- Its position as a symbol of identity for the people of Dalmatia,
- The involvement of people of all generations, and its cross-generational appeal, and
- The efforts taken to preserve the heritage through oral education
What will we hear?
Today we’re going to hear two pieces from a performance recorded in Dubrovnik, for the Uskrs Festival this year. Uskrs is the Croatian name for Easter, and in the old town this year, there were many cultural events such as traditional singing and dancing from the Dubrovnik region.
I was lucky enough to record at this festival one of Croatia’s finest modern Klapa groups, who are in demand across Croatia and Europe. Their name is Klapa Subrenum, which comes from the old name for the region of Dubrovnik sub Brenum, and they are 8 male singers, with occasional accompaniment.
Klapa is typically comprised of four parts; Tenor 1, Tenor 2, Baritone and Bass.
As in many Klapa groups, including Klapa Subrenum there are more than four singers, all vocal parts, with the exception of Tenor 1 are doubled. The exclusion of Tenor 1 is to preserve clarity in the deliverance of the melody and lyrics.
The Tenor 1 part carries the melody, and those who sing these parts must have a strong and emotive voice
The Tenor 2 part usually carries the first harmony part, usually a third below the Tenor 1.
The Baritone part will sing a third below the Tenor 2, and complete the vocal triad.
Finally the Bass voice is responsible for clearly outlining the harmonic movement of the chord progression, and sings in glorious deep tones.
Harmonically, Klapa pieces are almost always major, lending to the relaxing, and recreational tone of the music.
By adhering to these stylistic tendencies, it may possible for accomplished Klapa groups to improvise arrangements they have not previously sung.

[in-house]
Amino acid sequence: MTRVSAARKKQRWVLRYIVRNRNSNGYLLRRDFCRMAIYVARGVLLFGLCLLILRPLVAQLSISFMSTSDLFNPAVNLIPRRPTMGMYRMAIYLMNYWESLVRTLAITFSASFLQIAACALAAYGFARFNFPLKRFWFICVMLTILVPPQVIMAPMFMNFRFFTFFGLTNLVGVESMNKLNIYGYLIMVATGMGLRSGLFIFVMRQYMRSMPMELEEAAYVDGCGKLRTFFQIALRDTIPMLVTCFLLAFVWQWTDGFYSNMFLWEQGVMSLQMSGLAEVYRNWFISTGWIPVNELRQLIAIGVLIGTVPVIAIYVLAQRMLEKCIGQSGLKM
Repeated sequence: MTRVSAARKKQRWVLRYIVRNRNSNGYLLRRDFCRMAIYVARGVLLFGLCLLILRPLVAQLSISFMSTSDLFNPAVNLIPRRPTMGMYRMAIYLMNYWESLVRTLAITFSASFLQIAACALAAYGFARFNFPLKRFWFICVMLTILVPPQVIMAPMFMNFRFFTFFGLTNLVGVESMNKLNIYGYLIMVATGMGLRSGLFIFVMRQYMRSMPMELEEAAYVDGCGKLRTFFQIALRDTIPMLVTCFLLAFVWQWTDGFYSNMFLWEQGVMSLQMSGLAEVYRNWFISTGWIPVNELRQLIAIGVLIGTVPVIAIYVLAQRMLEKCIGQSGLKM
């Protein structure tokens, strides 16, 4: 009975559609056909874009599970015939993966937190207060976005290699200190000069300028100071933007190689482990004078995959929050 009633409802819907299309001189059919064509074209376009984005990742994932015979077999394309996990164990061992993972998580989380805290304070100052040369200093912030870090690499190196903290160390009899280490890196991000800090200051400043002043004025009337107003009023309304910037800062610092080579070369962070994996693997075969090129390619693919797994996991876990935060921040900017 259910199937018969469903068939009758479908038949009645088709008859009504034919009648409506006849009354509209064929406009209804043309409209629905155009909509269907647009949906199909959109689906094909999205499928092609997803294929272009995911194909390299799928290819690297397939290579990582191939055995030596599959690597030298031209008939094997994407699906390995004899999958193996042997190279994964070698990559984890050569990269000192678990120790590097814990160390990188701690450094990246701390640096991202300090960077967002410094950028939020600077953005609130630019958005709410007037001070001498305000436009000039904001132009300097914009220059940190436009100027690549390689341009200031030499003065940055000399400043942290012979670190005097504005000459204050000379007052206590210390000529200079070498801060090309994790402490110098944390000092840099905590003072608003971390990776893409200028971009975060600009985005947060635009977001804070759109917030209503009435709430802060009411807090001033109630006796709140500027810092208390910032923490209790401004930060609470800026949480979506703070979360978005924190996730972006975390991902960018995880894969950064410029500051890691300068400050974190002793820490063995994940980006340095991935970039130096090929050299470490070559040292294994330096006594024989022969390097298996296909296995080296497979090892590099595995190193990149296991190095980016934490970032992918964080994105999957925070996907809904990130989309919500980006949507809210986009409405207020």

To demonstrate the traditional approach to Klapa, as well as the more recent developments, I’ve included two tracks today; one traditional folk song, and one contemporary song rendered in a Klapa style. I believe these two are interesting pieces to hear, as they present the power, dynamic range and beauty of unaccompanied Klapa singing, in two different moods.
I’m a big fan of these recordings, I find them very relaxing, and spine-tinglingly good at times. If you want to check out more from Klapa Subrenum you can catch them on iTunes, or at their website. LINKS
So sit back, relax, and enjoy some fantastic a capella Klapa singing, direct from Dubrovnik, Croatia, and if you like it, why not sign up to the mailing list, for email goodies that only subscribers receive…yippee!
Izresla ruža rumena – The Red Rose has grown Up
A very romantic and poetic traditional love ballad about a blossoming woman.
This song is a composition of Croatian pop singer Kićo Slabinac, who was also the Eurovision Representative for Yugoslavia in 1971. It sings of the glory of Dalmatia, and if Google Translate is anything to go by, is quite dramatic.
“Dalmatia, after dazzling flower, magical, beautiful, you are my whole world.”
As previously stated Klapa is comprised of simple triadic harmony split across three voices, with the addition of the bass voice spelling the bass movement. These parts will be diatonic, for the most part, with only occasional use of the b7, or a borrowed dominant chord for modulations.
Its simplicity is a product of its origins – Klapa is music by the people for the people (pardon my quote), and is traditionally sung by non-trained singers. Whilst it is becoming a more recognised subject of study, it is still predominantly a folk music, and an expression of regional and cultural identity – not art-music. Therefore it follows that it should be harmonically and rhythmically simple, yet textually rich.
Some interesting things i found in this piece:
- The use of the many voices to enhance the droning G through out a lot of the piece
- The loose treatment of time – breathing is more important than bar lines, and the group seems in tune with their breathing and delivery
- The rhythmic complexity that is necessary to treat these lyrics musically, and the prioritisation of lyrics over pulse
- The echoing lines which serve to underscore the lyrics, and the fact that they are shared throughout different singers and parts each time
- The big old major chord to end the piece, which i believe is called a Tierce de Picardie.
I whipped up a basic transcription of this piece for ya’ll so you and your friends can sing it together in the park, in the shower or wherever else you hang with your friends.